Glazer’s use of hidden cameras and non-actors enhances the everyday earthiness of the story in a way which enhances, rather than diminishes, the bizarre nature of the storyline. Films such as Independence Day may have made aliens a part of Hollywood legend, but in a more stripped-back environment the idea of an alien, unknown ‘other’ is genuinely frightening once again. The tonal effect of this unorthodox filmmaking process is staggering, and helps us to view the being behind the black wig and British accent which Johansson sports throughout. This is a mostly mute portrayal of a distinctly feminine search for identity, presented in a deeply unsettling manner by one of the most unique and bold working directors. With Glazer’s new film The Zone of Interest on the way, what better time to revisit the strangest movie yet to have Johansson’s name scrawled on the poster.

1. Marriage Story (Noah Baumbach, 2019)

In many ways Marriage Story also sees Johansson playing against type. De-glamourised from Hollywood starlet to Off-Broadway performer with hair cut boyishly short, Johansson plays Nicole, a woman in the process of divorcing her theatre director husband Charlie (Adam Driver). As the pair go to and fro in the midsts of marital grief, Baumbach’s camera places the two actors front and centre: the direct, unmissable emphasis of every frame is acting. The result? Without a doubt the greatest performances of both Johansson’s and Driver’s careers.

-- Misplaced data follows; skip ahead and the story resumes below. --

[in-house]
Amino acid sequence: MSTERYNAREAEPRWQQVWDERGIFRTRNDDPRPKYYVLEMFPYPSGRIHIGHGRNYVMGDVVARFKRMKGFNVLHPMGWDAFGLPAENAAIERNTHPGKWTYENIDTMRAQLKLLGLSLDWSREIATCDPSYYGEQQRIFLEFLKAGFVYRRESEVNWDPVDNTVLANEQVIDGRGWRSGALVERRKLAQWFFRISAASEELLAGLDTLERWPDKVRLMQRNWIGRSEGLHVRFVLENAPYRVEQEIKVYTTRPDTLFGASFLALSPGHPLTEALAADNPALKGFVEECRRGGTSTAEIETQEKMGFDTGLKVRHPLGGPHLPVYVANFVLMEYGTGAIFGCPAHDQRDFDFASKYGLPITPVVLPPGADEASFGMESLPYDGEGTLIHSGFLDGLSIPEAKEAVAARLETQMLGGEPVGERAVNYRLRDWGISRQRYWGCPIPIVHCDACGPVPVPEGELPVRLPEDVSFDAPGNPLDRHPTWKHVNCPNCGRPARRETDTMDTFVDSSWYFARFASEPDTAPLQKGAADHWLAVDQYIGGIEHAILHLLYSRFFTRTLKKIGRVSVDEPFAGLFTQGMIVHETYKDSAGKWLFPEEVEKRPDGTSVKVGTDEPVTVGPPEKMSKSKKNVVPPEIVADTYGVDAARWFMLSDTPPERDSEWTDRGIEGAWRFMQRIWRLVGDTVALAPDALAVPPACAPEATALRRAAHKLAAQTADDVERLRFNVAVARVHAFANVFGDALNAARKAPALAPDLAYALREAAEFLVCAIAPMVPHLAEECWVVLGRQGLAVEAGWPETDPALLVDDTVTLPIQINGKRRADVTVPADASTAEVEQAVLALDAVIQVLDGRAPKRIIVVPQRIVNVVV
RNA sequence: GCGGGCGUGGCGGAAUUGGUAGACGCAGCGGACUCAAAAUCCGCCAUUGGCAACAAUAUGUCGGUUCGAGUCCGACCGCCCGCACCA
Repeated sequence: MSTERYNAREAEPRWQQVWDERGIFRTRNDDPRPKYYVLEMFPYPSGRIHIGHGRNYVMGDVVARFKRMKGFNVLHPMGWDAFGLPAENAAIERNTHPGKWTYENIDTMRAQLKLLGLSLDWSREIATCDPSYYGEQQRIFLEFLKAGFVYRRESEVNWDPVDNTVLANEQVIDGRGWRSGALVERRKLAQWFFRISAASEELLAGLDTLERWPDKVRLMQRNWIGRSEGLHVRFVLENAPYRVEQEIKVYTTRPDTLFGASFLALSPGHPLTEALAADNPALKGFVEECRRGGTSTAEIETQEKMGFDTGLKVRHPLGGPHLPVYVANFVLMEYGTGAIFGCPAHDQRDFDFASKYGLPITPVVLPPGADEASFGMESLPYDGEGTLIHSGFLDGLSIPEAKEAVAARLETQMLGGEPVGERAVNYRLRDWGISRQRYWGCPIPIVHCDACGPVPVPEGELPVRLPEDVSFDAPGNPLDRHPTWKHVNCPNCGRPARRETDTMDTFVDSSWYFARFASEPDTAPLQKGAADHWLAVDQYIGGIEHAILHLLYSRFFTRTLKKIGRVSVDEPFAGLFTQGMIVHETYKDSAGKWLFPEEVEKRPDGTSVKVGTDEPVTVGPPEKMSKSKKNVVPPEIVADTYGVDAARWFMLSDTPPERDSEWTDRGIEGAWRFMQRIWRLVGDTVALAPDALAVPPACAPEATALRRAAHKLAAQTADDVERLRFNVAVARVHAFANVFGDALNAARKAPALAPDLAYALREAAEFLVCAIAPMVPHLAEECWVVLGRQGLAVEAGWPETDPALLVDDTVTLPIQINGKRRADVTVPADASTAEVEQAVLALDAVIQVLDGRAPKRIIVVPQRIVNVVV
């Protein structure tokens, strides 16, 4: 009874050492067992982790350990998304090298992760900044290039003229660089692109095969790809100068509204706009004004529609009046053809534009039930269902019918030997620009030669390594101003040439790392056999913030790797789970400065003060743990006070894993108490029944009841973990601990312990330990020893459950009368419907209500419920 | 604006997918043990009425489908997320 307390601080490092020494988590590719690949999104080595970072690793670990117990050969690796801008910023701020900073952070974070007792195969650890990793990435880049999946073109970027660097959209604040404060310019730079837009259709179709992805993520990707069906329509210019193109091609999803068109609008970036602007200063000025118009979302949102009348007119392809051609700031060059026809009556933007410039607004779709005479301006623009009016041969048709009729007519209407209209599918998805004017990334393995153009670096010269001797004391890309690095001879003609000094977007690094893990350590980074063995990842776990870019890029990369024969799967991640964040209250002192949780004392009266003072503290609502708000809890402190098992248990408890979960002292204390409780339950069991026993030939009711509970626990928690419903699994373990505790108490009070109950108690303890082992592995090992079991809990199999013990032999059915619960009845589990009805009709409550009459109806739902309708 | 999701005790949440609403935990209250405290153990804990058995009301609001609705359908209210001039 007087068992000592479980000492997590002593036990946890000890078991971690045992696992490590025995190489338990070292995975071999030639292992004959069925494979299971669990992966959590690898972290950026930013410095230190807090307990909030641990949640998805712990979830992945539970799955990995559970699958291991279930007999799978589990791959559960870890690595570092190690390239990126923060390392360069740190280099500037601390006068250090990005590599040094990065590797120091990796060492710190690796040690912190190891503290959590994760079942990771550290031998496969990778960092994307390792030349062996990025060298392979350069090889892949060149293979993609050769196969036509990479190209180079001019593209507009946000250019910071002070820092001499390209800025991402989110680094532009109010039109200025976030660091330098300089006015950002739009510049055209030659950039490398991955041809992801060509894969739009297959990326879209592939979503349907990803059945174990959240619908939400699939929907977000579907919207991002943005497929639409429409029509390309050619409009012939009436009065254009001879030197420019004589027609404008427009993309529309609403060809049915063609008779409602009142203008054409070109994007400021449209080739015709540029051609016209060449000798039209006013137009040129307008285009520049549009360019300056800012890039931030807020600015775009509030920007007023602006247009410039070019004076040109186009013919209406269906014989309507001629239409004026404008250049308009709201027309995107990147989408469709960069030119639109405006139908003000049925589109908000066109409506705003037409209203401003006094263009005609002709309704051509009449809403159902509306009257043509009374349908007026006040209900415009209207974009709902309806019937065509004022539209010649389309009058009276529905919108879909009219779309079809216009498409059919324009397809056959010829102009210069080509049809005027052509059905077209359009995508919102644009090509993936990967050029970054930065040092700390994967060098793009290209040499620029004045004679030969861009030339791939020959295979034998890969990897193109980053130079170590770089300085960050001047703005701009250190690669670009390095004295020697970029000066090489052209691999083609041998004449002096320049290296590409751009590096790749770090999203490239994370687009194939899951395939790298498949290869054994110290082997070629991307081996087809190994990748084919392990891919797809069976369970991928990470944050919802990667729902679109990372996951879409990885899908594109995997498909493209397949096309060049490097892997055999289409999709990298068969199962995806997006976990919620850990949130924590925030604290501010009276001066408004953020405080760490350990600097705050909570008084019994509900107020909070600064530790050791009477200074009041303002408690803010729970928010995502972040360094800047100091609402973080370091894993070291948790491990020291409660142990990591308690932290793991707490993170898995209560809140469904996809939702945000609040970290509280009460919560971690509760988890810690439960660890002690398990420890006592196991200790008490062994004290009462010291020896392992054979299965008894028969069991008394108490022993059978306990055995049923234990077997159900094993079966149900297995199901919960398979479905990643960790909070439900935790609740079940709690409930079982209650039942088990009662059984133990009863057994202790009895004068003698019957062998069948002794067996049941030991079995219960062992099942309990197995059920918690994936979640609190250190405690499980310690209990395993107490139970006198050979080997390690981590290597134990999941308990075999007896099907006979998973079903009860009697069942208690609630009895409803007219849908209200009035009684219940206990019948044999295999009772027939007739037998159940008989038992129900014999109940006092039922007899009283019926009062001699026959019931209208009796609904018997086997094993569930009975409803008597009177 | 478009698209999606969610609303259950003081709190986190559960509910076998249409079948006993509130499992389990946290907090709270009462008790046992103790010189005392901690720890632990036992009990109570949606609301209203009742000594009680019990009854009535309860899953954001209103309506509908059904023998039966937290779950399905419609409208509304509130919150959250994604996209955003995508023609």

Marriage Story is excellent, but without Johansson the entire enterprise would fall apart. The work is undoubtedly confessional from Baumbach, reflecting on his own infidelities and separation from his wife Jennifer Jason Leigh years prior. As a result the characterisations of Nicole are relatively weak, and far more pathos and empathy is afforded to Charlie’s point of view. However, Johansson delivers a touching performance both universal and intimate, pinpointing Nicole’s exact artistic and personal aspirations and acting as a mouthpiece for creative women everywhere who have had to exist within the orbit of celebrated white male artists. A true testament to her talents, this should have been the work that brought home long-awaited Oscar gold, but the wait continued after an undeserved loss to a conventional biopic performance (Renée Zellweger in Judy). Once the Academy is ready to begin celebrating as an art beyond impersonation, surely Johansson’s time will come.

Best Scarlett Johansson Movie Performances on Rotten Tomatoes, MetaCritic

Similar Posts